What is the True Intent of Navigant’s Report?

In the executive summary of the report and in several other locations, it states that the nature of their analysis is “independent and objective”. A further investigation into the business practices of the Navigant Consulting firm instead reveals a clear bias motivating their methodology.

According to their website, Navigant specializes in “Construction Consulting Services.” They are so-called experts in the field of “Schedule and Delay/Acceleration Analysis.” They have little experience in the field of retail economics or municipal fiscal policies. The report they prepared clearly reflects their lack of knowledge of the subject and demonstrates how nonobjective they truly are with regards to both of these two retail projects being proposed in our city. This is a classic example of the piper calling the tune, where Merlone Geier Partners went out and hired a consultant to report back with the results they wanted, and should only be given the consideration that such a commercial effort deserves.

How are other cities faring with Target and Lowe’s?

The Navigant study attempts to justify the building of both Petaluma big-box projects by drawing comparisons which are focused on Lowe’s and Target stores that were opened in 17 Northern California cities from 2003 to 2007. Again, for their comparative analysis, the preparers of this report utilized data through the end of 2007 only. As a result of gathering only pre-recession data, excluding pertinent information in the following years, and ignoring the larger economic context, the report falls short of providing a true economic analysis of any budgetary burdens big-box projects such as these have had on the cities included in their report. Given this extremely skewed starting point, their conclusions of benefits are equally suspect.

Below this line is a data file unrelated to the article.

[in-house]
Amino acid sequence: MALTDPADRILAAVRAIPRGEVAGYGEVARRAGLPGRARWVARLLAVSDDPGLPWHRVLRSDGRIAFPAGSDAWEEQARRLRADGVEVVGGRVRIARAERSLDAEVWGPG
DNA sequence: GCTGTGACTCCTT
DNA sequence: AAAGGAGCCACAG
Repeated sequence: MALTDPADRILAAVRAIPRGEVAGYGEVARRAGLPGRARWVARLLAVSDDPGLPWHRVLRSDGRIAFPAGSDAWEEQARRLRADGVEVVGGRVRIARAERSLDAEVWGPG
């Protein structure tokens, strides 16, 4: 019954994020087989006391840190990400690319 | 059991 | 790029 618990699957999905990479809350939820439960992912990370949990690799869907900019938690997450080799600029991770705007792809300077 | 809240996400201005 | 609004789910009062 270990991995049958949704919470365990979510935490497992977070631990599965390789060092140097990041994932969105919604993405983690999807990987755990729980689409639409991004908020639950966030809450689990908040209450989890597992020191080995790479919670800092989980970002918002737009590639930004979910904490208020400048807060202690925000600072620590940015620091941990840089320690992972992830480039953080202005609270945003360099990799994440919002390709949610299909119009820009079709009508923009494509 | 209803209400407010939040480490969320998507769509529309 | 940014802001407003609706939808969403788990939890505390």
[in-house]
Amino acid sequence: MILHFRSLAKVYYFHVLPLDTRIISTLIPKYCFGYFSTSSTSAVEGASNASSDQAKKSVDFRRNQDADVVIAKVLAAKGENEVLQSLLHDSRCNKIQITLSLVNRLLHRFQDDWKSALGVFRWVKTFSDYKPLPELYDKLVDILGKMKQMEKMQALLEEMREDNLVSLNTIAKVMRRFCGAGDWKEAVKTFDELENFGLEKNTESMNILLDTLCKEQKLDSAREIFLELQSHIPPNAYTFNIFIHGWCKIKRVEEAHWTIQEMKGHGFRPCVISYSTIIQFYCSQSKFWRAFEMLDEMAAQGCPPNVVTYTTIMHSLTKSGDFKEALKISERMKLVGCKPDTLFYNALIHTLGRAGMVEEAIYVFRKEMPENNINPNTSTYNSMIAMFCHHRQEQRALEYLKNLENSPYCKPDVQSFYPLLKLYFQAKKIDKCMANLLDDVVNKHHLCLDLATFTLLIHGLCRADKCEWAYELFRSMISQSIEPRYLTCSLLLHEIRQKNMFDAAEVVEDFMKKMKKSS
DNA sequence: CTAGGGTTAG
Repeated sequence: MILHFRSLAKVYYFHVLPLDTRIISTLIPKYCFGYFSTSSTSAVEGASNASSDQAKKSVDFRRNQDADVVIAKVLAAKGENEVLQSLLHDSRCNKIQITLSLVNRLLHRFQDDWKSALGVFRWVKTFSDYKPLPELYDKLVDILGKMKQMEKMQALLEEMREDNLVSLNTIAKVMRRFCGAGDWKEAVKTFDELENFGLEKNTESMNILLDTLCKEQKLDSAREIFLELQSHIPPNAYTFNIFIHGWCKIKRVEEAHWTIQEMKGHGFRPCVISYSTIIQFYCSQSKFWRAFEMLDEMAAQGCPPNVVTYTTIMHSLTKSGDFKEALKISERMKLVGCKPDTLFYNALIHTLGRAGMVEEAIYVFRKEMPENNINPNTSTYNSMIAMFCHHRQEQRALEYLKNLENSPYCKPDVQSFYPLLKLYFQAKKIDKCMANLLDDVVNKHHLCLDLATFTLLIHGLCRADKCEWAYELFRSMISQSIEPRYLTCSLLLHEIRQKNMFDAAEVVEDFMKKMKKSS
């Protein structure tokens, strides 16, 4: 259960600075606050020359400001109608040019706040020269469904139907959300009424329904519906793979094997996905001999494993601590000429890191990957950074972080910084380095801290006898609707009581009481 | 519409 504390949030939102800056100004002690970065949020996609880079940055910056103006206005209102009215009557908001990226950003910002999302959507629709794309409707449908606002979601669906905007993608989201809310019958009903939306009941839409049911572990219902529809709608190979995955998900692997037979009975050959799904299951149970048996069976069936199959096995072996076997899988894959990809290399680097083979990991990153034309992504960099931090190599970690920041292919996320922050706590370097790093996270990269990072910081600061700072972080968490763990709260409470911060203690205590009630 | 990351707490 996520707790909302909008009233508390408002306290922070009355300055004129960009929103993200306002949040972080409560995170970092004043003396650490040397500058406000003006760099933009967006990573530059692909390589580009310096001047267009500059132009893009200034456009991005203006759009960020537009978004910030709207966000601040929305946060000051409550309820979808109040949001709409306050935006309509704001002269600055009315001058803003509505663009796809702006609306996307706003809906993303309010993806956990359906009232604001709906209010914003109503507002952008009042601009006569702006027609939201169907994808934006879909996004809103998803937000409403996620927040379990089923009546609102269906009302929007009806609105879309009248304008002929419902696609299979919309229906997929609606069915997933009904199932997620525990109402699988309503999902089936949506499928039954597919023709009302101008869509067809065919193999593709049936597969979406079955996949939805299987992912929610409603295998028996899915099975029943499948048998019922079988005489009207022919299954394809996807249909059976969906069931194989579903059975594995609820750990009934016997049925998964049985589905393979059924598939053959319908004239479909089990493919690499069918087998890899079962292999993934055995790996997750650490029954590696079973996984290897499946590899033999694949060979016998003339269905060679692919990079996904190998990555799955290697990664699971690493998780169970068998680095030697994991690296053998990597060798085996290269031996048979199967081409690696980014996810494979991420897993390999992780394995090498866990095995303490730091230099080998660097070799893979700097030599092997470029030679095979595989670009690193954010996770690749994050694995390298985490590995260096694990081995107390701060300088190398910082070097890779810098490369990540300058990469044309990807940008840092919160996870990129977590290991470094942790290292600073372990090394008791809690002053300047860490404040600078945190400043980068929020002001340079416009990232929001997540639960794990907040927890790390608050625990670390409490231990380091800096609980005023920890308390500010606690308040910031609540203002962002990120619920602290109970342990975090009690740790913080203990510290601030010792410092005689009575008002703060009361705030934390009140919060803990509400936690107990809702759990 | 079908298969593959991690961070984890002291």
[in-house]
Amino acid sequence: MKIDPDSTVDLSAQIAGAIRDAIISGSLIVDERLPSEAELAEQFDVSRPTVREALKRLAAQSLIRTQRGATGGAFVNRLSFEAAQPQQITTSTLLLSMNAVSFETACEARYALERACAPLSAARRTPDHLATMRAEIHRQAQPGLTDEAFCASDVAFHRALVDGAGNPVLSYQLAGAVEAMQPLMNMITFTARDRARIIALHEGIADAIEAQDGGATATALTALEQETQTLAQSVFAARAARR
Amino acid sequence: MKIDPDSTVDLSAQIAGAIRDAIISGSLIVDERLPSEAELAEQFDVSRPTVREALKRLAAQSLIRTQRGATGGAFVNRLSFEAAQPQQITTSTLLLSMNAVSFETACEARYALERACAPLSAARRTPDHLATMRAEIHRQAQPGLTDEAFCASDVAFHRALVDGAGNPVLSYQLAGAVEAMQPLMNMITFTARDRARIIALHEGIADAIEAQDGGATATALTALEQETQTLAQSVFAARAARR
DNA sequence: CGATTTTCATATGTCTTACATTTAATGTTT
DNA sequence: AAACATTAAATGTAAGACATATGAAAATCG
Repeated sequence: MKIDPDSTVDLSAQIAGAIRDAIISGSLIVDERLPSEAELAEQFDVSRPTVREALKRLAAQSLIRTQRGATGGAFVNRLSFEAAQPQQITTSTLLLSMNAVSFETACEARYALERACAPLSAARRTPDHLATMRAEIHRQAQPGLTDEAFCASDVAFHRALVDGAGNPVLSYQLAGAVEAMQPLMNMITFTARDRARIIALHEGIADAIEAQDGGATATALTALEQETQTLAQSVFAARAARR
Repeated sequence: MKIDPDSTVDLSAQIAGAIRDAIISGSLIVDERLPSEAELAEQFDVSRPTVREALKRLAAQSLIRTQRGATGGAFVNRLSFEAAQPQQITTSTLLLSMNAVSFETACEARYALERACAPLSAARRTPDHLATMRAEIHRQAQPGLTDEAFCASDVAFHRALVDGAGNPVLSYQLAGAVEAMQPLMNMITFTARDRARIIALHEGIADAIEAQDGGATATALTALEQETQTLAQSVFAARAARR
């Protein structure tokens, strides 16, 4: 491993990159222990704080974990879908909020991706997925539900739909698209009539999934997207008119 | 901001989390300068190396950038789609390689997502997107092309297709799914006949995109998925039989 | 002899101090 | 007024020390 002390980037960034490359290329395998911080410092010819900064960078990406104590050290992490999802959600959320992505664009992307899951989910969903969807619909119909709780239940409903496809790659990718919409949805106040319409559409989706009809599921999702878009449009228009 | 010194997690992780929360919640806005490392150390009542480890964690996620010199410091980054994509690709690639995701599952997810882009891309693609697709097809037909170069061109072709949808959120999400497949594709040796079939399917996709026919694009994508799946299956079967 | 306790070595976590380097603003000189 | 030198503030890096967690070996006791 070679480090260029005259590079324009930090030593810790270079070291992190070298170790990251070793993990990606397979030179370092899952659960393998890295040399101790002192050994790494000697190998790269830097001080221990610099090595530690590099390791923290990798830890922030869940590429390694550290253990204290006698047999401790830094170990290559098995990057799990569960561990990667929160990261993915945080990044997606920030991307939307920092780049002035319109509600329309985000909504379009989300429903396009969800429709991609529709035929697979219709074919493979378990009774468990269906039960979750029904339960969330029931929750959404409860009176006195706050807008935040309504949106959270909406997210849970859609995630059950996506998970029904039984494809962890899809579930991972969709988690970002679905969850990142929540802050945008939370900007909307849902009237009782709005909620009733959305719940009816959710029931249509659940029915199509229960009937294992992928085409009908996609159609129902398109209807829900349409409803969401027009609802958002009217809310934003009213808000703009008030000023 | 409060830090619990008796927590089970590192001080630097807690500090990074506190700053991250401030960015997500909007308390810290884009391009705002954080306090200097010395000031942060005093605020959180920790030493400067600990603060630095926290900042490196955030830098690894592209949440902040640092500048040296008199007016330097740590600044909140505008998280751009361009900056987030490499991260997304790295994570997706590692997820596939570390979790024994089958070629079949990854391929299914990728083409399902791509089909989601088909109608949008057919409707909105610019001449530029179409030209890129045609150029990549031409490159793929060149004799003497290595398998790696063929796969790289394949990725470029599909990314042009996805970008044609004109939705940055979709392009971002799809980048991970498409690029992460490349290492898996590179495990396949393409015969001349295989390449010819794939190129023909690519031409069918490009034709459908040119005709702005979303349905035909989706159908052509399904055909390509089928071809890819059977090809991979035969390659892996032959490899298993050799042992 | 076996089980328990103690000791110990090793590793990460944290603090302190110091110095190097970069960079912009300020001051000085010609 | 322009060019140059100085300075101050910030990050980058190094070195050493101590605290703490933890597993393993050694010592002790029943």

However, our research team wanted to test their premise that these kinds of projects are beneficial to the cities where they are built. We analyzed the cities Navigant listed and put together a chart on the following page that lists all 17 cities and the current state of their municipal budgets, as well as actions that they have been force to take to adjust to recent conditions. The information provided clearly shows that the majority of these Northern California cities are in just as much a financial crisis as Petaluma, in some cities the situation is even more severe. Cities such as Fremont, Stockton, Hayward, and Manteca have allowed over expansion that has led to excessive burdens on city services and infrastructure. These communities paid little regard to sustainable planning practices and continued to approve large big-box projects such as Target and Lowe’s, which led in part to a substantial drain of their city resources. The impacts of such practices have crippled their ability to stabilize their budgets.

Subject Cities’ Deficits & Fiscal Impacts

Antioch: -$3 Million City Hall, laid off 24 employees in